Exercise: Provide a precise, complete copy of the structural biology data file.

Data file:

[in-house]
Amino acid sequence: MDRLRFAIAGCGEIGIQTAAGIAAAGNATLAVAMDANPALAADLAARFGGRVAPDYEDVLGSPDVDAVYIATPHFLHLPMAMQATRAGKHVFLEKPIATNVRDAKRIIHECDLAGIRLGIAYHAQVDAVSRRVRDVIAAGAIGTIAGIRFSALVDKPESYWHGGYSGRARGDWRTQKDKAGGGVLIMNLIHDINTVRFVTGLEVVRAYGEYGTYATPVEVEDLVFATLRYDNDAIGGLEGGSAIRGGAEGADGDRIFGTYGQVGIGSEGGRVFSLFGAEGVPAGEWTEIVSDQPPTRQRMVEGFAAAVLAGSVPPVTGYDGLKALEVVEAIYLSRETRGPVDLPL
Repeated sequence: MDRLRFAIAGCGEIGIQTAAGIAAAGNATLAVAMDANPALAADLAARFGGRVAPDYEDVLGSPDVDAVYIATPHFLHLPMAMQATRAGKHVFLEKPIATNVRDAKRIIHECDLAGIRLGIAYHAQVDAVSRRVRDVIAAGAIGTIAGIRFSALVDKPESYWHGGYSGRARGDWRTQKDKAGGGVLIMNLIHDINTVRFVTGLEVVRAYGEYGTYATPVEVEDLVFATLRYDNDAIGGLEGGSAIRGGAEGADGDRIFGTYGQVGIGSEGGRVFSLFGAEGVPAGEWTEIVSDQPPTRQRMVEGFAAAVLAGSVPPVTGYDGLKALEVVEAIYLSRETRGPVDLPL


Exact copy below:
[in-house]
Amino acid sequence: MDRLRFAIAGCGEIGIQTAAGIAAAGNATLAVAMDANPALAADLAARFGGRVAPDYEDVLGSPDVDAVYIATPHFLHLPMAMQATRAGKHVFLEKPIATNVRDAKRIIHECDLAGIRLGIAYHAQVDAVSRRVRDVIAAGAIGTIAGIRFSALVDKPESYWHGGYSGRARGDWRTQKDKAGGGVLIMNLIHDINTVRFVTGLEVVRAYGEYGTYATPVEVEDLVFATLRYDNDAIGGLEGGSAIRGGAEGADGDRIFGTYGQVGIGSEGGRVFSLFGAEGVPAGEWTEIVSDQPPTRQRMVEGFAAAVLAGSVPPVTGYDGLKALEVVEAIYLSRETRGPVDLPL
Repeated sequence: MDRLRFAIAGCGEIGIQTAAGIAAAGNATLAVAMDANPALAADLAARFGGRVAPDYEDVLGSPDVDAVYIATPHFLHLPMAMQATRAGKHVFLEKPIATNVRDAKRIIHECDLAGIRLGIAYHAQVDAVSRRVRDVIAAGAIGTIAGIRFSALVDKPESYWHGGYSGRARGDWRTQKDKAGGGVLIMNLIHDINTVRFVTGLEVVRAYGEYGTYATPVEVEDLVFATLRYDNDAIGGLEGGSAIRGGAEGADGDRIFGTYGQVGIGSEGGRVFSLFGAEGVPAGEWTEIVSDQPPTRQRMVEGFAAAVLAGSVPPVTGYDGLKALEVVEAIYLSRETRGPVDLPL